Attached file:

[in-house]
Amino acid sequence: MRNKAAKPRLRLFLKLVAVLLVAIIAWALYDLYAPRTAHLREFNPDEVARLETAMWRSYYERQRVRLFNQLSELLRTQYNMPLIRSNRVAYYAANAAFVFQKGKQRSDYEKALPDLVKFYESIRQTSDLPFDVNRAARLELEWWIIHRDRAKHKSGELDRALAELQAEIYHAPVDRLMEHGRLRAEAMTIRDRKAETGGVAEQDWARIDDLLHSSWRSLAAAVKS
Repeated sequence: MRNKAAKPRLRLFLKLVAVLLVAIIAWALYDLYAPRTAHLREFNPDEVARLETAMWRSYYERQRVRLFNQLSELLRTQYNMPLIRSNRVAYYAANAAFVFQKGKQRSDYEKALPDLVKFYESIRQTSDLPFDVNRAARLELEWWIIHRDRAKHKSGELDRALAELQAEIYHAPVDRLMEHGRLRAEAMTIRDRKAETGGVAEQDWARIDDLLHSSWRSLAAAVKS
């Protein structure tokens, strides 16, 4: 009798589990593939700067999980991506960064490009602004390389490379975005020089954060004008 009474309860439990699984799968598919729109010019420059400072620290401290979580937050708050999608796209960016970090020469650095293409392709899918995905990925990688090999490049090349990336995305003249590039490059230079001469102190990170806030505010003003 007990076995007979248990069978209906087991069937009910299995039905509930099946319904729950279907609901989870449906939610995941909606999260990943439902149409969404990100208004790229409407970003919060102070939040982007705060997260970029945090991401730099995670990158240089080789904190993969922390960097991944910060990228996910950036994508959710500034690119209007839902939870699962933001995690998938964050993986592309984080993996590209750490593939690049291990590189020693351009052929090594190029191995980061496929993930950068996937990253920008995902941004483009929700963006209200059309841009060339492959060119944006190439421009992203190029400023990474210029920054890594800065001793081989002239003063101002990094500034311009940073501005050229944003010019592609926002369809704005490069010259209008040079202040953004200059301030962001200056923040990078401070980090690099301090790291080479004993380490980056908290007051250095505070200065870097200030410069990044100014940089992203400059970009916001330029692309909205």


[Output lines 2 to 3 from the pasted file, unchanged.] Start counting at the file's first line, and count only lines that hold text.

Amino acid sequence: MRNKAAKPRLRLFLKLVAVLLVAIIAWALYDLYAPRTAHLREFNPDEVARLETAMWRSYYERQRVRLFNQLSELLRTQYNMPLIRSNRVAYYAANAAFVFQKGKQRSDYEKALPDLVKFYESIRQTSDLPFDVNRAARLELEWWIIHRDRAKHKSGELDRALAELQAEIYHAPVDRLMEHGRLRAEAMTIRDRKAETGGVAEQDWARIDDLLHSSWRSLAAAVKS
Repeated sequence: MRNKAAKPRLRLFLKLVAVLLVAIIAWALYDLYAPRTAHLREFNPDEVARLETAMWRSYYERQRVRLFNQLSELLRTQYNMPLIRSNRVAYYAANAAFVFQKGKQRSDYEKALPDLVKFYESIRQTSDLPFDVNRAARLELEWWIIHRDRAKHKSGELDRALAELQAEIYHAPVDRLMEHGRLRAEAMTIRDRKAETGGVAEQDWARIDDLLHSSWRSLAAAVKS